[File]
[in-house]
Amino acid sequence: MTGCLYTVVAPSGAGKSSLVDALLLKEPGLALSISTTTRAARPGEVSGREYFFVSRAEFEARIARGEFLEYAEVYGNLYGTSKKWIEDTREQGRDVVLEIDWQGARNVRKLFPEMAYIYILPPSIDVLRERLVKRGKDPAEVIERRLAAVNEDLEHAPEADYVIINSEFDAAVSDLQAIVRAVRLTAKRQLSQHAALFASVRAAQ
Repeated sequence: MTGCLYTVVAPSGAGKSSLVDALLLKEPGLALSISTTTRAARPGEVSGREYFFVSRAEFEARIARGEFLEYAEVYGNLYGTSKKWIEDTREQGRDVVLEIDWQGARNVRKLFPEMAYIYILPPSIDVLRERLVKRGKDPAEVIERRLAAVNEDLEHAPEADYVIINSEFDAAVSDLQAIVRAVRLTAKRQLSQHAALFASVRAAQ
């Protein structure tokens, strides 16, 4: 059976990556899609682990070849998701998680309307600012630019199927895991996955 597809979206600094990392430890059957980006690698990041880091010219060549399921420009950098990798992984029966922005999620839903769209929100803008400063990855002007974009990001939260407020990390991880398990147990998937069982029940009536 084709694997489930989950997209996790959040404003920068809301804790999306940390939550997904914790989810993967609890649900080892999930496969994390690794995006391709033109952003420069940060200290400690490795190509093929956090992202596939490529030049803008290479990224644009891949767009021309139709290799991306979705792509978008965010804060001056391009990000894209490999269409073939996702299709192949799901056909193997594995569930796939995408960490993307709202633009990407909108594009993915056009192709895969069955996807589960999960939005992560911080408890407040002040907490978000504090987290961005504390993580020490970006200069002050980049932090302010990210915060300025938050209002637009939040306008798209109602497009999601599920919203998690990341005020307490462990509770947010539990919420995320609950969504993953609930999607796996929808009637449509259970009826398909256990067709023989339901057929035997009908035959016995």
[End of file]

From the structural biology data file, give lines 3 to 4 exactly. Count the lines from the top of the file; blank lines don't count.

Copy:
Repeated sequence: MTGCLYTVVAPSGAGKSSLVDALLLKEPGLALSISTTTRAARPGEVSGREYFFVSRAEFEARIARGEFLEYAEVYGNLYGTSKKWIEDTREQGRDVVLEIDWQGARNVRKLFPEMAYIYILPPSIDVLRERLVKRGKDPAEVIERRLAAVNEDLEHAPEADYVIINSEFDAAVSDLQAIVRAVRLTAKRQLSQHAALFASVRAAQ
């Protein structure tokens, strides 16, 4: 059976990556899609682990070849998701998680309307600012630019199927895991996955 597809979206600094990392430890059957980006690698990041880091010219060549399921420009950098990798992984029966922005999620839903769209929100803008400063990855002007974009990001939260407020990390991880398990147990998937069982029940009536 084709694997489930989950997209996790959040404003920068809301804790999306940390939550997904914790989810993967609890649900080892999930496969994390690794995006391709033109952003420069940060200290400690490795190509093929956090992202596939490529030049803008290479990224644009891949767009021309139709290799991306979705792509978008965010804060001056391009990000894209490999269409073939996702299709192949799901056909193997594995569930796939995408960490993307709202633009990407909108594009993915056009192709895969069955996807589960999960939005992560911080408890407040002040907490978000504090987290961005504390993580020490970006200069002050980049932090302010990210915060300025938050209002637009939040306008798209109602497009999601599920919203998690990341005020307490462990509770947010539990919420995320609950969504993953609930999607796996929808009637449509259970009826398909256990067709023989339901057929035997009908035959016995």